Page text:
ADAS Calibrations: Two Diagnostic Trouble Code (DTC) Myths Debunked
All OE manufacturer repair procedures require vehicles to be scanned and re-scanned before and after the repairs are completed. Many auto repair shops and collision shops will utilize a diagnostic scan tool to make sure a vehicle they repair leaves their shop with no diagnostic trouble codes (commonly known as DTC’s). These are codes and/or messages describing an issue across a certain module, system, or network in the vehicle. Typically, a clean diagnostic scan means a job well done and the repair shop can have clarity in knowing that the vehicle has no issues.
Not so fast…unfortunately that isn’t always the case, especially in Advanced Driver-Assistance Systems (ADAS). As perplexing as it may seem, ADAS features are interconnected with many other modules or systems throughout the vehicle's “network”. Additionally, a clean diagnostic scan, a scan that has no DTC’s, also does not mean that the vehicle is ready to be returned to the customer if it has ADAS functionalities in it.
Below we want to highlight two various myths we’ve been able to debunk related to DTCs and the connection they have with ADAS systems and the lessons we learned from real life experiences at our shop.
"I did a post-scan or diagnostic scan on the vehicle, there aren’t any DTC’s, this vehicle is ready to be returned to its pre-loss condition to the customer."
False! When it comes to ADAS features and the systems that are run through the ADAS modules themselves, they may be out of alignment, upside down, or just off, and a DTC may never show. Here at Crown Collision Solutions, we have seen that occur a few times in some vehicles that body shops have rightfully brought to our attention and our service.
One specific case we found this in was with a 2019 Jeep Grand Cherokee that was equipped with a Blind-Spot Monitor (BSM) system. For those that may not know, the Blind-Spot Monitor system notifies the driver when there is a vehicle in your blind spot and will alert you when you turn your directional (blinker here in Massachusetts lol) on typically via an audible or visual alert. The modules that identify a vehicle or obstruction in your vehicle's blind spot are most likely located on the Quarter Panels of your vehicle, or in some cases on the Rear Bumper or in the Tail Lights. The Grand Cherokee had Rear damage from a collision and the body shop worked on the Rear Bumper and Quarter Panels. After all the repairs were completed, the shop rightfully scanned the vehicle and no codes came back. However, when the vehicle was driven on the road the BSM visual alerts would illuminate almost the entire time while driving.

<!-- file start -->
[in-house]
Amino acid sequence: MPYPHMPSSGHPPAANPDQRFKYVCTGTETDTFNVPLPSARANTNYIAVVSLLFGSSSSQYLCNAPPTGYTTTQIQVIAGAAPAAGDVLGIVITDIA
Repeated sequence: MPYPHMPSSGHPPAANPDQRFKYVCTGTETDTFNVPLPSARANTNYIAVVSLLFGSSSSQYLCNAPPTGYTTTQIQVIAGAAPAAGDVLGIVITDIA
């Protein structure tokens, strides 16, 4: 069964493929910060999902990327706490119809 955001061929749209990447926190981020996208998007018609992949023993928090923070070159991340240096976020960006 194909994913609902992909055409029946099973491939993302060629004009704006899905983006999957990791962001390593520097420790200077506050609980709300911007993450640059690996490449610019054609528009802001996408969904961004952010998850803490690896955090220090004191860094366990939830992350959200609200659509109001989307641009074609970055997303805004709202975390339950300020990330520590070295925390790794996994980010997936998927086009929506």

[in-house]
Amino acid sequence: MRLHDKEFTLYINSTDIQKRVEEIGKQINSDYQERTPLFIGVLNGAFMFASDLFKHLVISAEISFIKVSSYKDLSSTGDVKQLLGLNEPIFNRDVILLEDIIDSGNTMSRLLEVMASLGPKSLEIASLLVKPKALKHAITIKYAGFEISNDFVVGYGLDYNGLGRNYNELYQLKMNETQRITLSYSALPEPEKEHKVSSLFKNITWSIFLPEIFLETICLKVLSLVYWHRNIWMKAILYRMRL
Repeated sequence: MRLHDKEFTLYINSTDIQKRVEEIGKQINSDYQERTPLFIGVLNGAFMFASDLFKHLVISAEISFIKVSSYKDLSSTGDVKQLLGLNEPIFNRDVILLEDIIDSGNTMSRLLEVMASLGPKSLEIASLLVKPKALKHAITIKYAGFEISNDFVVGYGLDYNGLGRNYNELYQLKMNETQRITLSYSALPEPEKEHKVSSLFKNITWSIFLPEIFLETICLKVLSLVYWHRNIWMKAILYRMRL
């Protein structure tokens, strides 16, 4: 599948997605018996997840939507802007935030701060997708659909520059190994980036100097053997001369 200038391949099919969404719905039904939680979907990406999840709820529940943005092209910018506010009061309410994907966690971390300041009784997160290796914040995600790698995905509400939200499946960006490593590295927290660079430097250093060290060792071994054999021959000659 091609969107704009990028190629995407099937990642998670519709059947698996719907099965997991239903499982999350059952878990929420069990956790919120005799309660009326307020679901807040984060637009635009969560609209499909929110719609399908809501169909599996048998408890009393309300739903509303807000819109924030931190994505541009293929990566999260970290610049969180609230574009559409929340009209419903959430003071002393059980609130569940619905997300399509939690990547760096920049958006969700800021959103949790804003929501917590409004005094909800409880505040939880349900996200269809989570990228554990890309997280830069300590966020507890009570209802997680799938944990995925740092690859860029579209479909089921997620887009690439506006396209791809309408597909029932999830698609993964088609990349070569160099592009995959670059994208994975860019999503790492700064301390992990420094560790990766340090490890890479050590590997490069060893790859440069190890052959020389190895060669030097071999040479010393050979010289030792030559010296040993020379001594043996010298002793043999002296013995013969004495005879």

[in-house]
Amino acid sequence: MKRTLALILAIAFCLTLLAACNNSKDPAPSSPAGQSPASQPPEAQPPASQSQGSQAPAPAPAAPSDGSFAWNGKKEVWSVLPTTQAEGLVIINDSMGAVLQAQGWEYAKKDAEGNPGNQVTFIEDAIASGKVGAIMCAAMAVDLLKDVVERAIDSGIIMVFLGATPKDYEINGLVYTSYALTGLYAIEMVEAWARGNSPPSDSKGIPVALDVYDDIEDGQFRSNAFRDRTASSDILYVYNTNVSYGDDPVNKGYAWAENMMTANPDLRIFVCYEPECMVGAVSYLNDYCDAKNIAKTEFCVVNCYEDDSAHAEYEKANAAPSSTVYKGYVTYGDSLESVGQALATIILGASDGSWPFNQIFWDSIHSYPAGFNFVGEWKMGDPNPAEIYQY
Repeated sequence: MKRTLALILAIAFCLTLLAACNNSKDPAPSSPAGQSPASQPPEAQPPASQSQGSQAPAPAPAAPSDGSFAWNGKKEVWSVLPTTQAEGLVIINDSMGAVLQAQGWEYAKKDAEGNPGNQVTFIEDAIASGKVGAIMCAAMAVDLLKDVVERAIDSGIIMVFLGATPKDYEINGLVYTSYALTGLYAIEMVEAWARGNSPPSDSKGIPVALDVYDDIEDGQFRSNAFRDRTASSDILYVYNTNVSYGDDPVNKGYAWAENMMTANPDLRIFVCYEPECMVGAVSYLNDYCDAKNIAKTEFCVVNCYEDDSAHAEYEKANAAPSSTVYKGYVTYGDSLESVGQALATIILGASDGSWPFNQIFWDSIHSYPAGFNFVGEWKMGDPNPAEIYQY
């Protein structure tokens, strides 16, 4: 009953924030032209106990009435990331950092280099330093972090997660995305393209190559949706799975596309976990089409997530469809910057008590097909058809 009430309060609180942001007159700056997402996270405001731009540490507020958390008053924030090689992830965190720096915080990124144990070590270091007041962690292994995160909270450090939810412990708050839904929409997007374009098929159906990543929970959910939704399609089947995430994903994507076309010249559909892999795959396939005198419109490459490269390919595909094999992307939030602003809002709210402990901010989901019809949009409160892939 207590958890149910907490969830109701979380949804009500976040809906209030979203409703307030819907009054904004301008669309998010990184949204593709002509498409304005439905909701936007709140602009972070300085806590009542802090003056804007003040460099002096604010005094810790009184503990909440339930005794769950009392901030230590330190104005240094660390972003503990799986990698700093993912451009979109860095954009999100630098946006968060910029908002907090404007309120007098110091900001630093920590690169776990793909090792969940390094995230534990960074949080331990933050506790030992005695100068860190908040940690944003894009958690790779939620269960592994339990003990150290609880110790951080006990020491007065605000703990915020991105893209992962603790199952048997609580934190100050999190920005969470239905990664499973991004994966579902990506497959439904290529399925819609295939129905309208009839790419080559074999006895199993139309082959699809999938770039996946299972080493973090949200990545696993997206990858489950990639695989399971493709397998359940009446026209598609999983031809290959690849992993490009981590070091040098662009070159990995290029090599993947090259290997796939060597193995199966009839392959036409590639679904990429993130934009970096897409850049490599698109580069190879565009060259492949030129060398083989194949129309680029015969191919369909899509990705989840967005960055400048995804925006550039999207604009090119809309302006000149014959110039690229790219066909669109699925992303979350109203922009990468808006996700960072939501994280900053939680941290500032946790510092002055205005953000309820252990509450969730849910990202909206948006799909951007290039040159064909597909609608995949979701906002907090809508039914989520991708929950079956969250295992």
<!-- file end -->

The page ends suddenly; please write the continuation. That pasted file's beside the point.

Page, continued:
The shop was unsure what could be causing the problem and brought the Jeep to our shop. Once we talked with the body shop and found out exactly what they did to the vehicle, it was time for us to troubleshoot. We ended up taking the Rear Bumper off the car to take a look at the BSM units/modules themselves and noticed they didn’t look right. They were intact and the part themselves looked fine but the way they were situated on the vehicle did not seem correct. Then we noticed it, the BSM units/modules were right side in, meaning that the radar on the unit was pointed into the vehicle itself not out towards the vehicle's blind spot areas. This caused the BSM units to constantly read and pick-up a vehicle, itself ironically, hence why the visual alerts for the system would stay on almost all the time while driving the vehicle. These modules simply don’t know if they're facing the wrong direction and they assume that if they’re picking up a signal it must be in the correct line of vision. A quick fix by flipping the units around and a short road test on the highway confirmed that the BSM system worked correctly following the troubleshooting.